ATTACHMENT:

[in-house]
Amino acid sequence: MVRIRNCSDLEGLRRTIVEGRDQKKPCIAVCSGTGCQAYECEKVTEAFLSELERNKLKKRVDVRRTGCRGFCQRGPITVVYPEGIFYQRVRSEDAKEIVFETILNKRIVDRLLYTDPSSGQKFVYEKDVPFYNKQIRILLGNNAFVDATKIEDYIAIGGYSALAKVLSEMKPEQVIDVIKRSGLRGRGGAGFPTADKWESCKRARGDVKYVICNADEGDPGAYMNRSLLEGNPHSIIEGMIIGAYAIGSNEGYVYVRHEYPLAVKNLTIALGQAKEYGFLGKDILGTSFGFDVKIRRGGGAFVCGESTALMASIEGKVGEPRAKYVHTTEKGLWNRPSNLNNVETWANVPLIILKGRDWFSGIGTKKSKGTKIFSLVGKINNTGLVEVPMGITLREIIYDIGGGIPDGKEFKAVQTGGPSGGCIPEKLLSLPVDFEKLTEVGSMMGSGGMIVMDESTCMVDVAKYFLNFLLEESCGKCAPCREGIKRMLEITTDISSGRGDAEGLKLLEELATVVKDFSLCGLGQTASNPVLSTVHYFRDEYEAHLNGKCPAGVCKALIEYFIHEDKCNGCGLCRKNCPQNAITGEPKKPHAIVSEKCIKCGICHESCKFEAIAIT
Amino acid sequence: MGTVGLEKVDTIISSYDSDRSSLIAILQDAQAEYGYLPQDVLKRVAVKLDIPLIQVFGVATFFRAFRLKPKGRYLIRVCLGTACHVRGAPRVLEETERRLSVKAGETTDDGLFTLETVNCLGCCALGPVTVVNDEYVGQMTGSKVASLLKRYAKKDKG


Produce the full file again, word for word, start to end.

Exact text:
[in-house]
Amino acid sequence: MVRIRNCSDLEGLRRTIVEGRDQKKPCIAVCSGTGCQAYECEKVTEAFLSELERNKLKKRVDVRRTGCRGFCQRGPITVVYPEGIFYQRVRSEDAKEIVFETILNKRIVDRLLYTDPSSGQKFVYEKDVPFYNKQIRILLGNNAFVDATKIEDYIAIGGYSALAKVLSEMKPEQVIDVIKRSGLRGRGGAGFPTADKWESCKRARGDVKYVICNADEGDPGAYMNRSLLEGNPHSIIEGMIIGAYAIGSNEGYVYVRHEYPLAVKNLTIALGQAKEYGFLGKDILGTSFGFDVKIRRGGGAFVCGESTALMASIEGKVGEPRAKYVHTTEKGLWNRPSNLNNVETWANVPLIILKGRDWFSGIGTKKSKGTKIFSLVGKINNTGLVEVPMGITLREIIYDIGGGIPDGKEFKAVQTGGPSGGCIPEKLLSLPVDFEKLTEVGSMMGSGGMIVMDESTCMVDVAKYFLNFLLEESCGKCAPCREGIKRMLEITTDISSGRGDAEGLKLLEELATVVKDFSLCGLGQTASNPVLSTVHYFRDEYEAHLNGKCPAGVCKALIEYFIHEDKCNGCGLCRKNCPQNAITGEPKKPHAIVSEKCIKCGICHESCKFEAIAIT
Amino acid sequence: MGTVGLEKVDTIISSYDSDRSSLIAILQDAQAEYGYLPQDVLKRVAVKLDIPLIQVFGVATFFRAFRLKPKGRYLIRVCLGTACHVRGAPRVLEETERRLSVKAGETTDDGLFTLETVNCLGCCALGPVTVVNDEYVGQMTGSKVASLLKRYAKKDKG